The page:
Oh, and I didn’t think I needed a business plan.
I told myself to get some actual customers first, and then let things fall out naturally. Note to self: since that approach pretty much never works in my life (have you seen the state of my hair?), I should have known better.
So, I continued to fly by the seat of my pants, sure that this must be what every new entrepreneur does… until I got more customers, had no plan for expansion, no clear goal to work towards, and landed myself into the ever familiar burnout zone where I was working so much that I didn’t have time to think or breath.
I took a little time off at Christmas to collect my thoughts and was able to distill my main mistakes as follows:
Pricing. Oh, how I tried to make that “minor” upfront detail go away. I didn’t take the time to properly price out my product. I didn’t factor in my labour, rent, insurance, and delivery fees. I basically priced my product at a very slight premium over my competition and “hoped” it would eventually even out as I expanded and eventually made it back through volume sales.
Vision, long term goals. I started out on this path with one ideal ending in mind. Then I went ahead and took every opportunity that came my way because it felt better to make some money over no money. I forced myself to bake things that were completely out of my comfort zone because I told myself that it was a cost of doing business in the industry. I didn’t stick to my specialty. Eventually, I found my business taking off - but not in the direction I really wanted it to go in. And I wasn’t happy with it.
Not asking for help. I am notorious for doing this. Perhaps partially because I can be a control freak, and have trouble trusting people. I’m afraid to ask for help, because it’s so hard to find the right help. But I reached my one-person capacity so long ago, and as a result have remained stagnant. Of course, it doesn’t help that my pricing didn’t properly account for getting help.
So, here I am, armed with information on all the things I’ve done wrong, but without a plan to get myself back on track. That’s the thing about being your own boss. You own your success —- and your failure.
It’s time to cut my losses. I need to learn from my mistakes and figure out how I will take that knowledge and apply it immediately with whatever I do next (which is TBD at the moment).
One year ago, I was excited. I had this gut feeling that I was walking in the right direction and I still truly believe that I’m getting there. I’ve been thinking a lot lately, about what I’ve given up to get to where I am today. In some ways, I’ve felt regret about how my life has changed; I’ve lost touch with friends, my family rarely sees me, and downtime is a privilege that I rarely get to enjoy. I think a lot about how much I’ve had to shift in my lifestyle - I can’t go out as much as I used to, I can’t buy things as often as I used to… but life is good.
Every decision I make is truly mine to make. Nothing is permanent and that’s the beauty of it all. I’ve realized that I could live on a lot less — and could even stand to “lose” more if I had to. I’ve learned to appreciate the time I do have with my loved ones. And if there’s something I’m truly unsatisfied with in my life, I’ve realized that I have the power to change it and shape it into something I like better. Not some day. Today.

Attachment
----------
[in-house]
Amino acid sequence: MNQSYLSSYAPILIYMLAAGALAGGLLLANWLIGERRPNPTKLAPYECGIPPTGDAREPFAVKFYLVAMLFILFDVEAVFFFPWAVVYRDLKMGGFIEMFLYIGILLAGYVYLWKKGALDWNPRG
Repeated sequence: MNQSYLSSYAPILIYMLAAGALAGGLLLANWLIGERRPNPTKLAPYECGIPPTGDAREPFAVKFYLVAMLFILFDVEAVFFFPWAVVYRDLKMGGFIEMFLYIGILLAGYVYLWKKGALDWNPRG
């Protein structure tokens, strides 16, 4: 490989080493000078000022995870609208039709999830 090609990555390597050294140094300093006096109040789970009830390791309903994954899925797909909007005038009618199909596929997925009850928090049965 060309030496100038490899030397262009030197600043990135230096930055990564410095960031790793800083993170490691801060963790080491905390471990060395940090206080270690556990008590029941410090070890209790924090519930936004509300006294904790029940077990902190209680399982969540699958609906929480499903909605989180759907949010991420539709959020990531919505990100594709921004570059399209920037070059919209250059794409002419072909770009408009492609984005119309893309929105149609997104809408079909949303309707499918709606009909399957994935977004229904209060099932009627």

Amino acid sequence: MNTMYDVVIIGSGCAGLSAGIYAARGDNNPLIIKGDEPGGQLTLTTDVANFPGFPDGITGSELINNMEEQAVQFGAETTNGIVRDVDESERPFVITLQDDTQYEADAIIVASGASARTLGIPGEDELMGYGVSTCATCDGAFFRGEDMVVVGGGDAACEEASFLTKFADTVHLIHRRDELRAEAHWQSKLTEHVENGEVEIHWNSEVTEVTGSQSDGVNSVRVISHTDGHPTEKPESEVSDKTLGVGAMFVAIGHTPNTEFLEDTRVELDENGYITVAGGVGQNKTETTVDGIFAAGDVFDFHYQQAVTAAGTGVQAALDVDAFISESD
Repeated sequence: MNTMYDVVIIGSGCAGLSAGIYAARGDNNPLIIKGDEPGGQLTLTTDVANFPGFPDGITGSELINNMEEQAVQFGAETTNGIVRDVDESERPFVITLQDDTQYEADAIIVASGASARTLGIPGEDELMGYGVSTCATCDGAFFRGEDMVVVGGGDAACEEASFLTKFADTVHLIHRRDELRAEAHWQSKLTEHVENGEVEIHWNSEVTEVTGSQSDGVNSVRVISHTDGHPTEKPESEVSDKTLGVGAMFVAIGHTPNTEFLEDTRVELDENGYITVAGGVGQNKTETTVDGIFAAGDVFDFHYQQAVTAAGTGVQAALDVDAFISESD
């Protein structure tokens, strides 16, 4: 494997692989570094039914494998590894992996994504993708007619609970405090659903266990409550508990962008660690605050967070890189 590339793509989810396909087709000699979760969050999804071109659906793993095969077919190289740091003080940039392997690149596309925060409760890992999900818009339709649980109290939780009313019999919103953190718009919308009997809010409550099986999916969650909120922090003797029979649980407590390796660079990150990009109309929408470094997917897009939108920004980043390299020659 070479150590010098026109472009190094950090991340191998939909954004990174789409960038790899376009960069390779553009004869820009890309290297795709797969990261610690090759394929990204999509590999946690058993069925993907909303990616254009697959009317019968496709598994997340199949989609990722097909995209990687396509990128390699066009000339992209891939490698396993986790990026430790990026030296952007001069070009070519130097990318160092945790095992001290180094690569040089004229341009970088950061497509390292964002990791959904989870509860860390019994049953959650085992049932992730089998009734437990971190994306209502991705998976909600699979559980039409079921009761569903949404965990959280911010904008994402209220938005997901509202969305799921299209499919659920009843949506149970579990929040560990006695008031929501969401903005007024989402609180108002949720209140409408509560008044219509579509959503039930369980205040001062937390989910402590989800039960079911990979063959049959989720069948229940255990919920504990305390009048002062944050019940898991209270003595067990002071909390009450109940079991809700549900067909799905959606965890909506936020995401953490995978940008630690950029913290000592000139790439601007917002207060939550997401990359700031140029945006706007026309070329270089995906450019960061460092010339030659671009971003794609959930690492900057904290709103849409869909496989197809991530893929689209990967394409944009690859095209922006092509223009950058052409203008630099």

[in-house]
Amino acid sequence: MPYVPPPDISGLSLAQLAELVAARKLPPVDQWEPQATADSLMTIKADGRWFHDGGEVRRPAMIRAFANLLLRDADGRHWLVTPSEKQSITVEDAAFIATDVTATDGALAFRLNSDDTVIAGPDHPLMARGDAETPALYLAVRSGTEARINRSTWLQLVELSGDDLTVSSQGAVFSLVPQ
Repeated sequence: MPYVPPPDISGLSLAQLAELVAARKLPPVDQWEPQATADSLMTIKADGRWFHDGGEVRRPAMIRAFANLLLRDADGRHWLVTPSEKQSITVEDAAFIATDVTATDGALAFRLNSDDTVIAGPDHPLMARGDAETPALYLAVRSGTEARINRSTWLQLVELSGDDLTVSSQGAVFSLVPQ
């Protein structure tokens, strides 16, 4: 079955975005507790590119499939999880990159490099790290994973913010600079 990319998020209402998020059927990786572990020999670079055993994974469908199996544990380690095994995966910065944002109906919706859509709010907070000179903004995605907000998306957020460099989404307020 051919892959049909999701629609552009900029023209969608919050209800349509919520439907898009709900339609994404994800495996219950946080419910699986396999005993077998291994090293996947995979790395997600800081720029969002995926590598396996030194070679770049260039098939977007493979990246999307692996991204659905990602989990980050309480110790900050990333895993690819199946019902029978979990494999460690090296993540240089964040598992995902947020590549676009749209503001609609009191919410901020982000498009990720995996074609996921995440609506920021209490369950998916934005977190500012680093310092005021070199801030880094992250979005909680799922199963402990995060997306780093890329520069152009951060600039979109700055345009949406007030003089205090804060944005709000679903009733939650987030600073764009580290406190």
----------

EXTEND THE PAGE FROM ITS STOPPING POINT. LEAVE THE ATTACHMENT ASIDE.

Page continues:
I’ve always been a big believer in building a product for yourself, then growing it from there. Especially if you’re part of your main target market, there’s no excuses not to have passion and your head 100% in it.
I’m a runner myself, of course I have some idea about what a large chunk (not all) of other runners need in a stopwatch app. Plus there’s nothing I’d rather want to do more, and I’m pretty fierce about that!
In a startup world where conventional thinking shifts 180 degrees every few years to a completely contradictory way of thinking, I’m more comfortable with Nic Haralambous’s way that’s not so in vogue right now:
There were some major business issues that we should have rectified, technical fixes that we could have implemented and ways to start fixing things but I didn’t have it in me to admit out loud that we had a very real problem. We weren’t building a product for ourselves. We were building a product for someone who we thought wanted what we had to offer.
In today’s startup world the conventional thinking is to build something that you think that people might like, get feedback x 5000, and 100% rely on that feedback, then iterate that feedback into your product. Repeat without any questions.
My view is that in essence you should combine any feedback you get with your vision! Instead of relying on feedback to create some kind of vision out of thin air. I’ve worked with a few companies who have fallen for the latter. Because the main person who was driving the company didn’t believe in their own product.
It reminds me of what my sous chef use to always say to me when cooking and prepping the food, “have you tasted it?”. He would would destroy me with sarcasm and guilt if I hadn’t (that’s the cheffing way), so I had quality drilled into me. How can you know that you’re giving somebody a good meal if you don’t taste what you’re serving?